It happened on October 20, 2014. A white Chicago police officer, Jason Van Dyke, pumped 16 bullets into the body of Laquan McDonald, a 17 year-old black male, in 15 seconds. Even while he was on the ground dying the officer kept shooting. This was a police execution! Yet, so many Americans (of all backgrounds, maybe except blacks) ask – why don’t black people trust the police more? There are also other important questions to be addressed. The history of police abuse of blacks are well known. What is less well known, or accepted, is that there are consequences of the police treatment of blacks to our society; those consequences take many forms. A lack of trust is only one such consequence. Here are just a few of the many salient questions to be addressed about the behavior of police officers towards blacks:
- What are the reasons why 99 percent of the time white police officers are allowed to commit murder against Black people without any personal or professional consequences?
- How many officers who have killed innocent black men are still in their police uniforms today?
- Had not the video existed at all, and word of the video leaked, would officer Van Dyke ever have been charged in this crime?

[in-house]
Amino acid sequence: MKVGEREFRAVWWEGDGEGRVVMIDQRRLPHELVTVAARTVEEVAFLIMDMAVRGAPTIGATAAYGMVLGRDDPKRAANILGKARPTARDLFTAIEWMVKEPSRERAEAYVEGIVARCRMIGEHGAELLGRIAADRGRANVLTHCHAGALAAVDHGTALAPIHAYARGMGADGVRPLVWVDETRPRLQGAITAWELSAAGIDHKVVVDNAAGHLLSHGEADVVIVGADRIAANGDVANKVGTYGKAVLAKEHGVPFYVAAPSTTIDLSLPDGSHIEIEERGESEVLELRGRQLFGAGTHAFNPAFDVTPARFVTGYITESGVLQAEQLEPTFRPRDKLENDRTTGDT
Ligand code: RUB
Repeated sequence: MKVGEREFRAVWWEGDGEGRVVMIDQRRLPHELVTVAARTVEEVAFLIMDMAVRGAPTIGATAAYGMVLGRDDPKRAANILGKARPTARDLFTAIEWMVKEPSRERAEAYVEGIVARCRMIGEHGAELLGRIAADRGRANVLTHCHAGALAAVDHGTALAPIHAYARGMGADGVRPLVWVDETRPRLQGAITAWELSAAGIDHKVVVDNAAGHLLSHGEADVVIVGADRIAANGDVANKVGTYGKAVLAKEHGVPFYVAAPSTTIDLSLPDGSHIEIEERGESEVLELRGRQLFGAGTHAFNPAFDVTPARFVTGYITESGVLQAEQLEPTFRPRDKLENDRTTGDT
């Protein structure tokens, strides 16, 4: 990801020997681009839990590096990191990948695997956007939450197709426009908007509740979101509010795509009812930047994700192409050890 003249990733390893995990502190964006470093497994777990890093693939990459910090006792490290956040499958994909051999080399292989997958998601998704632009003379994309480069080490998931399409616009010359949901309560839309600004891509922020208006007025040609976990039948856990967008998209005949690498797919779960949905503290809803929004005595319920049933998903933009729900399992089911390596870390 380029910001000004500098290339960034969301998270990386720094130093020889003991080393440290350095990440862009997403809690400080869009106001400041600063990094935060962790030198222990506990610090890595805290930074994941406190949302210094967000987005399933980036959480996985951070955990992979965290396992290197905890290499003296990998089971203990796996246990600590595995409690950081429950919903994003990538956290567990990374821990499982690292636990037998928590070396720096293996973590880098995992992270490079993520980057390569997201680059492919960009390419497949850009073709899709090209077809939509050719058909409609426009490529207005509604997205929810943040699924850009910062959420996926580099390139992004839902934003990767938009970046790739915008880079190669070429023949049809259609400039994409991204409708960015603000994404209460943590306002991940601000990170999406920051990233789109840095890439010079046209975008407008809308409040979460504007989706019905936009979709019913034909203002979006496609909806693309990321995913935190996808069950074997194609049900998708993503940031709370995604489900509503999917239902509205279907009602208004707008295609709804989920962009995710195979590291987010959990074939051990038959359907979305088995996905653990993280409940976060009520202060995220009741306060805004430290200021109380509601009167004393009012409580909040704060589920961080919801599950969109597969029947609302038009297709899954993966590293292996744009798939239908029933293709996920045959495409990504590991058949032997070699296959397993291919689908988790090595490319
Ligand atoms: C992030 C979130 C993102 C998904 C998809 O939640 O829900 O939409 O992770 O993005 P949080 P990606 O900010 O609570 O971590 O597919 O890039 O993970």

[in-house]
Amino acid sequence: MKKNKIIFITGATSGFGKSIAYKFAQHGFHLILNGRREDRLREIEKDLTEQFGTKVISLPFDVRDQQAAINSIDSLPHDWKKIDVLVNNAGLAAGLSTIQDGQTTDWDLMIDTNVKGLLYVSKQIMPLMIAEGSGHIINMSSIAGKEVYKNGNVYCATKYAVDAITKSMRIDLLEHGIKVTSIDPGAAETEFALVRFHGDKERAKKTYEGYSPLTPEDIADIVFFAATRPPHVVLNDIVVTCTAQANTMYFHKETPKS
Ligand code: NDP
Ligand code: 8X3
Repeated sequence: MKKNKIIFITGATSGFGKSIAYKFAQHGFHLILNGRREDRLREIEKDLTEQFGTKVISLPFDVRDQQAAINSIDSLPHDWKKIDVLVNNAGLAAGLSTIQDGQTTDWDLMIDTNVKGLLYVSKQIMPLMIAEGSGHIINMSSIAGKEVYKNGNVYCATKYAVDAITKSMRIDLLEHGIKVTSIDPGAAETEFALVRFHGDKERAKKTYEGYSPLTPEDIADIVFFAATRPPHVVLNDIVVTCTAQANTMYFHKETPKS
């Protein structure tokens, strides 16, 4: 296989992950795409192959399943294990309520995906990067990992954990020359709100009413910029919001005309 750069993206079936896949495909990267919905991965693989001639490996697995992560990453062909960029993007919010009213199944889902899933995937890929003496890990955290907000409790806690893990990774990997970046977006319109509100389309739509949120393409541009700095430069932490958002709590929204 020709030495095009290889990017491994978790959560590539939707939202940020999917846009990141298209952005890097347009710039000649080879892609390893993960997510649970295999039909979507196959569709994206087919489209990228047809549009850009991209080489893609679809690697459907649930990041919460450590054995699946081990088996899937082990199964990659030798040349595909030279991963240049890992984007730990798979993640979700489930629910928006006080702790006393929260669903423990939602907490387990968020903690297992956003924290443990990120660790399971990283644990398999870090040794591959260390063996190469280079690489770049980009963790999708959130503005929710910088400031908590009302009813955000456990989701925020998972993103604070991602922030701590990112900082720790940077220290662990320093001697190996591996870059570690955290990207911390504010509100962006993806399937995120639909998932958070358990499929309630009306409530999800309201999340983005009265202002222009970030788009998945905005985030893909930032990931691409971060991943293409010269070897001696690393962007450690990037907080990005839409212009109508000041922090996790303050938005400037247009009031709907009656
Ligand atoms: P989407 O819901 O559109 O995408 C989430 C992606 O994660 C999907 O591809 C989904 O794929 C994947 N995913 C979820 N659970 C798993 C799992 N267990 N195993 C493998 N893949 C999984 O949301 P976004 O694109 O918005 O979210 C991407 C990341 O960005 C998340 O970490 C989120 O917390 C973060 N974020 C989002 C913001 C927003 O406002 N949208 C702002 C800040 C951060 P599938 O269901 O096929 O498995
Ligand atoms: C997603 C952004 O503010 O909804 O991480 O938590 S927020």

- Why wasn’t this officer charged with murder a year ago?
- After first seeing the video, was officer Van Dyke even reprimanded? Why was he still on the force?
- Why did it take so long for the City of Chicago to take any action in this matter?
- For those who wonder why so many black people (and men in particular) have no confidence in the police, or in the judicial system, it is exactly because they have seen too many situations such as this.
- a) It’s not only black people who realize that they are poorly treated by many white police officers; many foreigners who now live in America (or in other countries) often ask — why are the American white police officers so hostile towards black Americans?
- b) Of course, those who are keen observers also notice that white police officers are not the only ones who are hostile towards blacks.
- c) Years ago, when more affluent Asian students from certain countries were planning to immigrate to the USA they were required to take classes to prepare them to live in America. In those classes they were often warned to keep away from blacks and not to associate with them because they were dangerous. One student was told never to accept a ride from a black person.
- d) This was also true of students coming from other countries.